Having been diagnosed with asthma when I was about seven, I spent a lot of my childhood feeling like I couldn’t keep up with the ‘sporty’ youngsters in my peer group. While I tried indoor activities like trampolining and dance in order to keep active without triggering my asthma, PE lessons in particular were a real struggle.
I was always at the back in cross country, huffing and puffing my way across the field as I watched everyone else disappear into the distance. Playing in the garden or cycling around the neighbourhood with my two brothers, I was always desperate to keep up.
The benefits of exercise
It can be hard as a child to deal with the pressure of needing to fit in and wanting to participate in activities with friends, whilst feeling frustrated that your body is holding you back. Even though my asthma was relatively mild and mostly under control, there was always the thought in the back of my mind that for the rest of my life, asthma was going to stop me from properly taking part in sport.
This was also reinforced to a certain extent by the messaging around asthma at the time, which didn’t really showcase the benefits of a healthy lifestyle in reducing the symptoms and effects of asthma.
Nowadays studies have shown that exercise is good for asthma sufferers, and many world-class athletes have asthma including Paula Radcliffe and Laura Kenny. As long as you’ve discussed it with your doctor, you’re managing your asthma well and your symptoms are under control, there’s no reason why you can’t enjoy most types of exercise – whether it’s taking the dog for a brisk walk or running a marathon. Giving your lungs a regular workout may even reduce your asthma symptoms by:
- Improving your lung stamina so you get less breathless
- Boosting your immune system so you catch less coughs and colds
- Supporting weight loss which can cut the risk of an asthma attack
- Releasing endorphins which lifts your mood and reduces
As an adult I am much more active and can really see the impact that increased exercise has had on my asthma. It now rarely affects my day-to-day life and I find myself only reaching for my inhaler in emergencies. However, I definitely still struggle with the feeling of not being fit enough, despite how hard I might train as I try to match the achievements of other people around me.
Wanting to do more
After seeing me take part in various cycling events, my partner, being inspired to join in, bought a bike and started cycling a few years ago. While I do love that we can now ride together, it can be demoralising to see him progress so much faster than I did. He has overtaken me in terms of speed, distance and achievements in next to no time.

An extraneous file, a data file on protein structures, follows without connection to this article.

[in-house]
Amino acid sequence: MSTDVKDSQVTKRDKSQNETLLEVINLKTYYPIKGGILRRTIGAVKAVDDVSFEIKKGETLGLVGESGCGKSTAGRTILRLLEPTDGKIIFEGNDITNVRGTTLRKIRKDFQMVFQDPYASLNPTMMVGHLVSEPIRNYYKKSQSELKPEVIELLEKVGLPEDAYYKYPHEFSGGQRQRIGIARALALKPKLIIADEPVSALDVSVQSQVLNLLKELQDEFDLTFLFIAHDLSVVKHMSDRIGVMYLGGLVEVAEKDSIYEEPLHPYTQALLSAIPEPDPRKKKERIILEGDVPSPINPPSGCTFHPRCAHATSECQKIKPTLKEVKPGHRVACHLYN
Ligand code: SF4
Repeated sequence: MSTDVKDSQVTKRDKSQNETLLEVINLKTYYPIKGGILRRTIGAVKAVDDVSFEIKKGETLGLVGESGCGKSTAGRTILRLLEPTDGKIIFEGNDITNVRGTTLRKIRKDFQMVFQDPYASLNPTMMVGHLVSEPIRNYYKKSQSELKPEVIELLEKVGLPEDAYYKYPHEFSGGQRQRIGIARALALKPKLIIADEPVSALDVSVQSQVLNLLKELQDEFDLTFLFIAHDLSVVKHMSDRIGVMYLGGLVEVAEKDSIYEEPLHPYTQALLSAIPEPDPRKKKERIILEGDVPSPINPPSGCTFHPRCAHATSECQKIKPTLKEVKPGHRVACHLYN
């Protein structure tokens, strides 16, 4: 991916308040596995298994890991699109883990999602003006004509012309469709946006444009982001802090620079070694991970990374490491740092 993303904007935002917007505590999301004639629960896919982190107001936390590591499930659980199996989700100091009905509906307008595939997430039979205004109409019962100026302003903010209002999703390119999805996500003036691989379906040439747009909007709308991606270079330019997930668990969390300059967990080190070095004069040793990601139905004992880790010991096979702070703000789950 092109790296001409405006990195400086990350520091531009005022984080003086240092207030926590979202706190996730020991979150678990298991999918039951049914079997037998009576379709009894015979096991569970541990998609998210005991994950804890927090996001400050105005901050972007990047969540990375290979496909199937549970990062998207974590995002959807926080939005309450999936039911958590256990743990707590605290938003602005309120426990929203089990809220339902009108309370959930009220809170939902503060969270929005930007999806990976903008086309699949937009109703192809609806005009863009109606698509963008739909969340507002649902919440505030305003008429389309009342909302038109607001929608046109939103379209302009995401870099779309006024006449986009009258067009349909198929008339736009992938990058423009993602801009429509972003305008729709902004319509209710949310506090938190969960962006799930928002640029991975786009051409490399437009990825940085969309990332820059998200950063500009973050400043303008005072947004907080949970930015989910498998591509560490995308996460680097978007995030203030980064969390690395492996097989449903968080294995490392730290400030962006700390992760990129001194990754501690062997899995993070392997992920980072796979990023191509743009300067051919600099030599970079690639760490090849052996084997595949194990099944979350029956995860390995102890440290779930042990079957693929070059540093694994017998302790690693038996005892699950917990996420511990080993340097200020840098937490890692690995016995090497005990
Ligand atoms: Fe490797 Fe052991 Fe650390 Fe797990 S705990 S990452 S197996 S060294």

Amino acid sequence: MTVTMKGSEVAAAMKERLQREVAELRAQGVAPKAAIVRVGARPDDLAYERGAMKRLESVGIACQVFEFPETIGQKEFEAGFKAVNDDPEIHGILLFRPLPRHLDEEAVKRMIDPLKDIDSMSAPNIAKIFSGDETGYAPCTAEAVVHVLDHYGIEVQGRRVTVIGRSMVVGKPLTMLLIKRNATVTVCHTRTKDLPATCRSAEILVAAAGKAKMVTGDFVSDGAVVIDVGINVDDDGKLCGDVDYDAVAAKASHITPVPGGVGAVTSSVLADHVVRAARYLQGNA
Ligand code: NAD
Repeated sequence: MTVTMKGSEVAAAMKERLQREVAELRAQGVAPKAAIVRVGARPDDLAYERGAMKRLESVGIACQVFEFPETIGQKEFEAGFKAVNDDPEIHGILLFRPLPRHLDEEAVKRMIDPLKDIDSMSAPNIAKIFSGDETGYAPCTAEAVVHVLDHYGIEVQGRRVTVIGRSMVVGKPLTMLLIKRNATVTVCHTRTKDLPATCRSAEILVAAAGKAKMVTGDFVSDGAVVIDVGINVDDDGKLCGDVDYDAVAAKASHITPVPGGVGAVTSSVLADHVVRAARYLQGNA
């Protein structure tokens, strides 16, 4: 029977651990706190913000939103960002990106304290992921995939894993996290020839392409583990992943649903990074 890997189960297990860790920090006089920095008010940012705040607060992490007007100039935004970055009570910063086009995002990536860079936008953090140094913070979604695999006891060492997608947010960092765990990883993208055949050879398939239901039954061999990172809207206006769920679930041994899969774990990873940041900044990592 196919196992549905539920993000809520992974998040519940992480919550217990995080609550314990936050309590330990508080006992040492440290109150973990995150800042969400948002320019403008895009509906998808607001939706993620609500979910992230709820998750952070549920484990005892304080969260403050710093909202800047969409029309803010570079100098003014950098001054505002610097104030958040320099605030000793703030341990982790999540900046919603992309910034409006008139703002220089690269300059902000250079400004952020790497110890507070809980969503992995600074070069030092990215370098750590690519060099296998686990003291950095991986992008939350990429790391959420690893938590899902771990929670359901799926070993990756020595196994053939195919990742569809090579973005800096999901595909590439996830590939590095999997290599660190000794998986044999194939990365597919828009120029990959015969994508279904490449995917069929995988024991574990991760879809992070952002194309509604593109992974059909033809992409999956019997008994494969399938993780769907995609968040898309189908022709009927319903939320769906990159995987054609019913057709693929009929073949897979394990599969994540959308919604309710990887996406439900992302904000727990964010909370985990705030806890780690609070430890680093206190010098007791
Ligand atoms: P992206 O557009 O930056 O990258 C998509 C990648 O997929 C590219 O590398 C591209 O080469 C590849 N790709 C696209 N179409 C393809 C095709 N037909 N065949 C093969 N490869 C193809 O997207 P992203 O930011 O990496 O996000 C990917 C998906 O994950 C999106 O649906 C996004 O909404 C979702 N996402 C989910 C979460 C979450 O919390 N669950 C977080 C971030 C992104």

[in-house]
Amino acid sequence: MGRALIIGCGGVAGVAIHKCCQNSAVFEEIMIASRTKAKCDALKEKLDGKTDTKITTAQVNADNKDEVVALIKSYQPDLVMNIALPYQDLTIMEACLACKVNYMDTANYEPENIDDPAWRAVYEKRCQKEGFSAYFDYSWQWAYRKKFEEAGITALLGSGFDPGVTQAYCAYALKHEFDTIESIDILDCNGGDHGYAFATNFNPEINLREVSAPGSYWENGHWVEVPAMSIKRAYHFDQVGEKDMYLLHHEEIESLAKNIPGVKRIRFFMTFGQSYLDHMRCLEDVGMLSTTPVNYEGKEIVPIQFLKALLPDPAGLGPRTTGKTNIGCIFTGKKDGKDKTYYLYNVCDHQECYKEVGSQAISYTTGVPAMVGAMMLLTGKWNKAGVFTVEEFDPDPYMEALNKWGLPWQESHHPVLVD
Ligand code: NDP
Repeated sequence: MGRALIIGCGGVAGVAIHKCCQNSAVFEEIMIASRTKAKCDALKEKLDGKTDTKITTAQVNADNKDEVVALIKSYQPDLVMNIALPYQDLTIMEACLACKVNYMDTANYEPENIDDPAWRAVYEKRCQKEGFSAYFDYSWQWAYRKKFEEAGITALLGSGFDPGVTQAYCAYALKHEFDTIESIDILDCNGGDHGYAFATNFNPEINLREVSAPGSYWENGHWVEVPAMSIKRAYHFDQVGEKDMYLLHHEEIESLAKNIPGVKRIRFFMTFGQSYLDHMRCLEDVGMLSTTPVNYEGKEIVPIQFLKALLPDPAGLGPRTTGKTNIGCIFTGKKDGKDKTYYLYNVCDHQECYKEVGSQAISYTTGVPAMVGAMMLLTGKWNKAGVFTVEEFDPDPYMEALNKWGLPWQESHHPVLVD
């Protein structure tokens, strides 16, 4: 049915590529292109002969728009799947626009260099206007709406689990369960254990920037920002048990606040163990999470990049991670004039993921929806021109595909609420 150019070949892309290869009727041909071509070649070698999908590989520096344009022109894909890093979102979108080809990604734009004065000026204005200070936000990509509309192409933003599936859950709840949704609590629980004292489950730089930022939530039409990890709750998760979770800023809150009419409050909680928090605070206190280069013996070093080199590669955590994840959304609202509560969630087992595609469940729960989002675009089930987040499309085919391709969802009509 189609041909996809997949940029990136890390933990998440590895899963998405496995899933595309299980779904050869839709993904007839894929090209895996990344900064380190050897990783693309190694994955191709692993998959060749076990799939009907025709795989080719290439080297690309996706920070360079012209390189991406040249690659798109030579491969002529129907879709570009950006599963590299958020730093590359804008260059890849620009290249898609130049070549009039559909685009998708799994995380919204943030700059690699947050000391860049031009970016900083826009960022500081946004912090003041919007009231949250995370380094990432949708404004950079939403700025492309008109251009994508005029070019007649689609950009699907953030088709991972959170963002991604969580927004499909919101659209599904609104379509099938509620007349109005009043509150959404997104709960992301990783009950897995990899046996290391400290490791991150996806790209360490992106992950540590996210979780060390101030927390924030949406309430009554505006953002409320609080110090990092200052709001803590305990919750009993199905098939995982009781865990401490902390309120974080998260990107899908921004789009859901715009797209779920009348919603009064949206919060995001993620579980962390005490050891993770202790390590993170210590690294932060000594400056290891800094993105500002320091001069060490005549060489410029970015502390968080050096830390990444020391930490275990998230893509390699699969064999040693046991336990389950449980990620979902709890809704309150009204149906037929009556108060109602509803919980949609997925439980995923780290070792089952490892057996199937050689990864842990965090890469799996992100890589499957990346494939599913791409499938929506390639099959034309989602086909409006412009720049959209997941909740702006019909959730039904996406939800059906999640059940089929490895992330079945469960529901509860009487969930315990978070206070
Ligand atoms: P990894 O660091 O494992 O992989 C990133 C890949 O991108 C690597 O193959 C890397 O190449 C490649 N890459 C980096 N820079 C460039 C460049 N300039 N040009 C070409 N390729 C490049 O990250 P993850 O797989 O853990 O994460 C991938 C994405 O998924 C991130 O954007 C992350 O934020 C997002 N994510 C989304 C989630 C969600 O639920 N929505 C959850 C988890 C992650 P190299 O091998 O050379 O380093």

Likewise, I have friends who run the same distances and events that I do and appear to do similar training, but can maintain a much faster pace and achieve much better race times than I could ever manage.
I have to accept that not all of this is related to my asthma. Some of it is down to genetics: I’m pretty short, I tend to gain weight easily and have a definite lack of flexibility, and some of it to my own self-imposed limitations. Maybe I believe that I can’t be as fit as them because I have asthma?
What if I actually truly pushed myself, trained at 110% effort and didn’t let my asthma hold me back… Would I be as fit as other people then? Maybe, but ultimately, does that really matter?
While I will always have that niggling frustration of not being good enough in the back of my head, the reason I go out for a run or a bike ride is because I enjoy keeping active. I love the escape and the headspace that I get when running, and I enjoy exploring new places on two wheels. Trekking the beautiful landscapes in the UK is so rewarding and there’s nothing like the feeling of standing on top of a mountain admiring the view, knowing I climbed all the way to the top!
Exercising with asthma is a challenge and really, I should be proud of the fact that I’m just getting out there. I realise it’s important to cut myself some slack sometimes and focus on what I have managed to do. After all, in the end, it is yourself you should be competing with.
UK/MED/19/0045 March 2019